A comparison of the original version with the version above will reveal that the student has committed plagiarism. The same format has been employed, and much of the wording is the same. Either the student has made an attempt to disguise the original, or the passage is insufficient as a paraphrase. The paragraph is not in the student's own
words, and, therefore, even though documentation is provided, the student work constitutes plagiarism.
The version shown below is an acceptable paraphrase. There is a complete rewording of the original, from which only salient details have been extracted. These details, moreover, are adapted to the student's purpose, which is slightly different from that of the original. It is also appropriately documented.
The third prong of the campaign left Fort Abraham Lincoln
(Dakota Territory) in May 1876 and was commanded by Gen-
eral Alfred Terry. Forming the fighting nucleus of General
Terry's Column was the noted Seventh Cavalry, commanded
by George Armstrong Custer. It was now at its full regimental
strength of twelve companies for the first time since its crea-
tion in 1866 (Stewart 162). Terry had orders to march west-
ward to join Gibbon and Crook.
Guidelines to Avoid Plagiarism
- Students must use quotation marks when required and citations to indicate sources of material on all work submitted to their instructor for evaluation and grading. This includes drafts unless otherwise explicitly communicated by the instructor.
- Quotation marks should always be used to set off words that are borrowed directly, even though only one or two words are involved.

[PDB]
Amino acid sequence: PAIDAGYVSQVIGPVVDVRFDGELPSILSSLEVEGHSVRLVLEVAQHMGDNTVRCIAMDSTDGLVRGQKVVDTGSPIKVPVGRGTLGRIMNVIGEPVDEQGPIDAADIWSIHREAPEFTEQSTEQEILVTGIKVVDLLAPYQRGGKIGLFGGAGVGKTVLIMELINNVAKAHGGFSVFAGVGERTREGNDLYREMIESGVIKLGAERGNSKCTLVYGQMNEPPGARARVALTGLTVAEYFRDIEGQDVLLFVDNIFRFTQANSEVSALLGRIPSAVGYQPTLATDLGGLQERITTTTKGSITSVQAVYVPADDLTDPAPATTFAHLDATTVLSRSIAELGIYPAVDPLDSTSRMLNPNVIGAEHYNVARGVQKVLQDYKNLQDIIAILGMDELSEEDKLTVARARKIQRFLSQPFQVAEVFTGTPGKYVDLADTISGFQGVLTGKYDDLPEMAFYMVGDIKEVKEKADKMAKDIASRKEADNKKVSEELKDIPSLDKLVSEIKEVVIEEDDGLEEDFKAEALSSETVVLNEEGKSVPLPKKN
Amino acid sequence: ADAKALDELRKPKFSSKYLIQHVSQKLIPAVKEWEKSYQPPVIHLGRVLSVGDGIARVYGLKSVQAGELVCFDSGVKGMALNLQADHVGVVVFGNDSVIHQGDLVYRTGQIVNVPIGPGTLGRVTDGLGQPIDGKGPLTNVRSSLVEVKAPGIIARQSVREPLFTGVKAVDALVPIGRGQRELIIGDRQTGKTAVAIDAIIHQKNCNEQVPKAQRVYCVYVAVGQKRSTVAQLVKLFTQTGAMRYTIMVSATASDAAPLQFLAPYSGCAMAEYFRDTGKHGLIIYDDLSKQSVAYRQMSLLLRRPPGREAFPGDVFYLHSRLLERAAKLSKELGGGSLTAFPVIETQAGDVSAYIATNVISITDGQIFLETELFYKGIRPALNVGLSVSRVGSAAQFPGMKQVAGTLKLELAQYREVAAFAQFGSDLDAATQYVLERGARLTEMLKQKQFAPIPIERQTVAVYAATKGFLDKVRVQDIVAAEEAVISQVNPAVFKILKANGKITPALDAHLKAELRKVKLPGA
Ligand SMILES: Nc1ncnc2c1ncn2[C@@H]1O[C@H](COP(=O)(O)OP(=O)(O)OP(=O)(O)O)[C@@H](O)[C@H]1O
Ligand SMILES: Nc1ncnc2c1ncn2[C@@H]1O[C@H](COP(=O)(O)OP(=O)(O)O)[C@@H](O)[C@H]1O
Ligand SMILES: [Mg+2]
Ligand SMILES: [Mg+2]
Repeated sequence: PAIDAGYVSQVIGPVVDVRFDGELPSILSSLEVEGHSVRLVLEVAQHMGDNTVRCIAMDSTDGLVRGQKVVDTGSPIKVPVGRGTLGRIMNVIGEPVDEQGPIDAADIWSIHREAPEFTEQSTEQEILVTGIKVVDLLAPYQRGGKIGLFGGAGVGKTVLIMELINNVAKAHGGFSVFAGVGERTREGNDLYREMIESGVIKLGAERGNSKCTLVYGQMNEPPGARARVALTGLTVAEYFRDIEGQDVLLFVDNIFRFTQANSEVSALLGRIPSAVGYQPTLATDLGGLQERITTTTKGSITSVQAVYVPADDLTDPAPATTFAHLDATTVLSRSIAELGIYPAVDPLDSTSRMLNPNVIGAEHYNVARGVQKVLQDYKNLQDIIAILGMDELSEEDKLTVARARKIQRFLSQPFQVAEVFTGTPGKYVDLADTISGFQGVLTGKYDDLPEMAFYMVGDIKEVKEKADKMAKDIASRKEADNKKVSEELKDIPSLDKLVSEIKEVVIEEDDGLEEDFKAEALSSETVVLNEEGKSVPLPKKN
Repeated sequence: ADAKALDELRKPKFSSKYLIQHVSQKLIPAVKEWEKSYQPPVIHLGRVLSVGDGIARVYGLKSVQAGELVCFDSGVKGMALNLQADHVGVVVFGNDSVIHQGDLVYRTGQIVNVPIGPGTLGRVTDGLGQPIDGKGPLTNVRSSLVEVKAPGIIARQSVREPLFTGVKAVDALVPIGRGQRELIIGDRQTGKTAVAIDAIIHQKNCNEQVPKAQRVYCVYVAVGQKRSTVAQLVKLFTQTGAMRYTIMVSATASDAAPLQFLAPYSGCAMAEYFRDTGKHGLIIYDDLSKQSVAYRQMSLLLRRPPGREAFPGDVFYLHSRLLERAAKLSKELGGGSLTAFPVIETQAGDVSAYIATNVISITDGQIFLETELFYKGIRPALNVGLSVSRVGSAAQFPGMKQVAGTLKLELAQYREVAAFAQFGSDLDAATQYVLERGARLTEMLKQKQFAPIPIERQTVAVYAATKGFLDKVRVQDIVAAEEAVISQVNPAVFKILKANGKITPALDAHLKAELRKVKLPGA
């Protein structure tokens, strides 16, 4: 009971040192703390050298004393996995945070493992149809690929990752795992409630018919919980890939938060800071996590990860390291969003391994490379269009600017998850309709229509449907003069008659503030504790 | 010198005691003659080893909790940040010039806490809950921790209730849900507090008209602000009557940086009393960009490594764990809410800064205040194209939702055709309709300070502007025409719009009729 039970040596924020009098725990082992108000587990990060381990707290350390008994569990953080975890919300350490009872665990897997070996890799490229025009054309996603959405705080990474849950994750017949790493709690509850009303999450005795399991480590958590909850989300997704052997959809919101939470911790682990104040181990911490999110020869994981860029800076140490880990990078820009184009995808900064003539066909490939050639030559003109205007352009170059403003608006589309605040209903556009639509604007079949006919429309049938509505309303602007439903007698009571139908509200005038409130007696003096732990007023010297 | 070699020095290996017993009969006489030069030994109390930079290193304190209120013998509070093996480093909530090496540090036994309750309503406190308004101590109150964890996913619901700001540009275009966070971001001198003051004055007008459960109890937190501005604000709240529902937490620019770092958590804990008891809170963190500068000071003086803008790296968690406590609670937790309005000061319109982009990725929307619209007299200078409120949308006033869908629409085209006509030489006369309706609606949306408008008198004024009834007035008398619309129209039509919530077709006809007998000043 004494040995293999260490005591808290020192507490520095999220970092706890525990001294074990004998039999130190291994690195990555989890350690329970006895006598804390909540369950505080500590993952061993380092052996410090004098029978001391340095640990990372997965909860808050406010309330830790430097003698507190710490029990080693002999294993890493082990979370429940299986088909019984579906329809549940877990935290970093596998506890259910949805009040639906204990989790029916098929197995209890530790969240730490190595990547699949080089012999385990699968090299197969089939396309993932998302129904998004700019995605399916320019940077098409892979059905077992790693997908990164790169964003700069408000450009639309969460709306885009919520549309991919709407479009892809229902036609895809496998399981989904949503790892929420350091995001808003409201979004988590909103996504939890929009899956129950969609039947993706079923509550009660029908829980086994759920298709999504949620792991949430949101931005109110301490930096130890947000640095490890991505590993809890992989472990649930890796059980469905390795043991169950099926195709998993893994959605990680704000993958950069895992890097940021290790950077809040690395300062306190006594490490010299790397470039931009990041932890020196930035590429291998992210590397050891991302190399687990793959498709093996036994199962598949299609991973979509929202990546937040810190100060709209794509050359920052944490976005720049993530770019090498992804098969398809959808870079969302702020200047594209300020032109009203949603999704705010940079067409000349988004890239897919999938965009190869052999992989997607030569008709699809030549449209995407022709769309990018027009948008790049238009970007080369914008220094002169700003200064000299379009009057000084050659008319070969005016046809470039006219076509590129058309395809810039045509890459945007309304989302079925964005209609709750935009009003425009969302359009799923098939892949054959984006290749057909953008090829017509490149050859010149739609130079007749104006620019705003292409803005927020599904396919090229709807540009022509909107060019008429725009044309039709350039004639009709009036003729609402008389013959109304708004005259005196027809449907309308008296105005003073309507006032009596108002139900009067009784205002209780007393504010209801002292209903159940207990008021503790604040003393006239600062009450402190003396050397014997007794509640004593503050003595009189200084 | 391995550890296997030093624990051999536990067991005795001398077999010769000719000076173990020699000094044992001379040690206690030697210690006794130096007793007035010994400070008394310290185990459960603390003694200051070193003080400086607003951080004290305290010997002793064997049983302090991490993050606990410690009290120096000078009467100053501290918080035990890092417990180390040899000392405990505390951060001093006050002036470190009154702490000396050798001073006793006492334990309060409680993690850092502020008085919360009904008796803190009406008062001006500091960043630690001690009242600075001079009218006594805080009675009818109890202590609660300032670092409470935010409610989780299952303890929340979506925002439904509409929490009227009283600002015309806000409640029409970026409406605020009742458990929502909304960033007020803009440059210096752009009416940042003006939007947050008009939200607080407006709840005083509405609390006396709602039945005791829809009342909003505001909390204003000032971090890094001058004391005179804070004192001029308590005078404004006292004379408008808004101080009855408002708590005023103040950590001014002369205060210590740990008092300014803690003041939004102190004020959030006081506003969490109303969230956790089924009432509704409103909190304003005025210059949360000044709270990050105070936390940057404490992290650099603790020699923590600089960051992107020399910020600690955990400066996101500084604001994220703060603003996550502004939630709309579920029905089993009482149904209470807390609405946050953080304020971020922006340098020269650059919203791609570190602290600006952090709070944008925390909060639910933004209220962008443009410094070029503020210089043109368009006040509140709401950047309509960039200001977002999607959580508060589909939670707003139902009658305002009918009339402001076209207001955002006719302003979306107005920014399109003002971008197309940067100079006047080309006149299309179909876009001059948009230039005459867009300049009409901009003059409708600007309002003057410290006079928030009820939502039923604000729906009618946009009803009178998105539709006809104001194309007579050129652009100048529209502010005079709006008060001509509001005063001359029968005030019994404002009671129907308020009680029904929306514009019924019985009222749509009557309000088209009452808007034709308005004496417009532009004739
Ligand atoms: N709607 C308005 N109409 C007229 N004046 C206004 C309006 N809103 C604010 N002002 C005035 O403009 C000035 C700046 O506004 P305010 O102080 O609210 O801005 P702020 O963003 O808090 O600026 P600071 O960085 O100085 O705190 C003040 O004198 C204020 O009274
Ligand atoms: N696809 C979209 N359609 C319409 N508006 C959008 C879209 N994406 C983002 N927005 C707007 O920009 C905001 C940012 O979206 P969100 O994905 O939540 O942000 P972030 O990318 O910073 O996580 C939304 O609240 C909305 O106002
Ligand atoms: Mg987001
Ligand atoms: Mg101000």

- The source of words or ideas should always be acknowledged in the text of the presentation, in an appropriate footnote or endnote, or in both.
- As a rule, anything students learn while they are preparing an assignment should be considered as material that must be documented, even if this material is paraphrased. It is important to remember that adequate documentation must include exact page numbers.
- Matters of common or general knowledge usually do not require documentation. In A Writer's Reference (New York: St. Martin's Press, 1989), Diana Hacker defines common knowledge as “information that readers could find in any number of general sources because it is commonly known” (170). If in doubt about whether or not information is common knowledge, provide documentation.
- Prior knowledge does not usually require formal documentation (yet it is always a good idea for the student to consult the professor if there are doubts or questions about what constitutes prior knowledge). Most often a textual reference to the source will suffice for such prior knowledge. If, for example, a student wants to refer to a debate as being “full of sound and fury, signifying nothing,” the student can merely mention MacBeth as the source, presuming the student knew these lines and their source prior to the preparation of the work being submitted. Note that quotation marks would be used (as they are for all direct quotations).
- Words, ideas, data, or material acquired in other courses should be acknowledged as to their specific source. The professor should be contacted regarding the most appropriate method for documenting such material.
- As a general rule, if the student has doubt about whether or not to acknowledge a particular source, it is wise to document that source. Again, consult the instructor of the course if such a question arises.
- Consult a composition handbook or a publication manual for appropriate forms of documentation, as these differ from discipline to discipline. If the professor does not specify that a particular notational format be used, the student should ask the professor what format is most appropriate.
- A bibliography by itself is not sufficient documentation because it does not inform the reader of the specific uses of the works in it. Some textual or notational system (such as footnotes, endnotes, or the author-date method) must be employed to cite when and how specific portions of sources are used. Most systems of documentation require page numbers for all citations. All systems of documentation require page numbers for direct quotations.